Home » We Grow Into The Stories We Tell Ourselves: Aaron Maniam (Transcript)

We Grow Into The Stories We Tell Ourselves: Aaron Maniam (Transcript)

Full text of poet Aaron Maniam’s talk: We grow into the stories we tell ourselves at TEDxSingapore conference.

Listen to the MP3 Audio here:


Aaron Maniam – Poet

What’s your earliest memory? Think about it. Don’t tell anyone. I know, usually we ask people to talk to their neighbor at this point but don’t do that this time; keep it to yourself. Hold it quiet and precious.

I’ll ask you again about it later. My earliest memories are of being read to by my parents, when I was very young, of going on long adventures with them; being told stories and being taken to places I hadn’t seen before.

Later on, I started creating stories of my own. Sometimes I drew them, not very well, but every now and then I would find words for them. And eventually I realized that creating stories was something that was going to string together every part of my life.

And initially, I thought that I was alone in this. Well, perhaps me and a small number of other eccentric Mavericks who dare to call themselves writers. But recently, I’ve realized that I’m not alone in it.

And the reason I’ve realized I’m not alone, it’s this young lady. Amelia is my niece. She’s going on two years old. And in the last few months, she’s got much more interested in active play. She’s been playing with blocks, trains, dolls; all manner of things.

And what I’ve noticed in the last few months is that she has started, as she plays, to say things. She puts the blocks together and says bird, cat, dog, purple, pink, Grover. And I didn’t think that she’s telling stories to herself.

Because at heart, all of us, from earliest memory onwards, are fundamentally narrative creatures. We are storied beings, and stories are what make us who we are.

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That applies to countries as well, to societies, to groups of people. And I think, in discovering the new Singapore, right? That undiscovered places full of possibilities and promise, one of the first things we will need to do is ask ourselves, “What are the new stories of this place?”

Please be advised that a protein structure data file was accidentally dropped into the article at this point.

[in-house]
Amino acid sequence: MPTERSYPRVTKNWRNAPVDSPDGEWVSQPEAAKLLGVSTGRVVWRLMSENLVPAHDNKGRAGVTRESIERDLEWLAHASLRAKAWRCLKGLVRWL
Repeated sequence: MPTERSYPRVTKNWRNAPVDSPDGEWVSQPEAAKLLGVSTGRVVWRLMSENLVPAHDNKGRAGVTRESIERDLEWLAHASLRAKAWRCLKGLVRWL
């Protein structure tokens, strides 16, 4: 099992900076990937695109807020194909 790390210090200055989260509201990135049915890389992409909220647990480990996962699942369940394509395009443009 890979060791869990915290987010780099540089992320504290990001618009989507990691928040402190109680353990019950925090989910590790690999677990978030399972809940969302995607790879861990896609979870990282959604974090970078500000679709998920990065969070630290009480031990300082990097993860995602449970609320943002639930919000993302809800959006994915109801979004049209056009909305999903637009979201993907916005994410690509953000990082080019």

But of course, before we talk about new stories, we have to figure out what the old stories are. Anyone who studied Singapore or looked at a map will know that we are small. Anyone who’s attended class in any of our schools would have gone through a process of learning that we have no natural resources, and our only natural resource is our people.

We also know that we are, as various speakers have alluded to in the last couple of days, a little red dot. But these aren’t the only stories that we can tell ourselves.

I’d like to suggest a set of new stories that I think we can consider. New ways of seeing the world, and new ways of defining who and what we are.

The first of these is what I like to think of, as having a growth mindset rather than a fixed mindset. And what that means is, we don’t have to accept that what we are today will continue and persist to define what we are tomorrow. We can grow. We can become something new. We can learn. We can refine ourselves. We can work on the things that we’re not good at; that is fundamentally what a growth mindset is.

But don’t take my word for it. I’m going to cite two authorities for you, about what growth mindsets can do.

The first is the wonderful American psychologist, Carol Dweck. Carol’s work focuses on how growth mindsets are strongly correlated with success and thriving lives. A growth mindset being the idea that we can constantly learn.

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The second authority is someone many of you would have met yesterday. Dylan Soh told us that the little red dot isn’t actually that little; it’s actually quite big, and that we can grow into new perspectives of ourselves. And I think that’s a fundamentally important story for the undiscovered Singapore.

The second story that I think we all need to be much more aware of is a story that defines what kind of group we are. What are we as a collection of people? Are we a crowd of unconnected people, disparate entities, with no links or relationships to one another?

Or, are we a community; a community with connections and relationships and links that can come together to achieve big things?

A few years ago, we embarked on a process called ‘The Singapore conversation’– a process of communities coming together to define what our collective aspirations, visions, hopes and dreams were.

In 2009, the great political scientist, Elinor Ostrom won a Nobel Prize for researching ‘what the role of communities can be in managing common resources?’ And what she found was that communities, in certain circumstances, are actually able to achieve far better outcomes than markets or governments functioning in, what she called a process of central direction.

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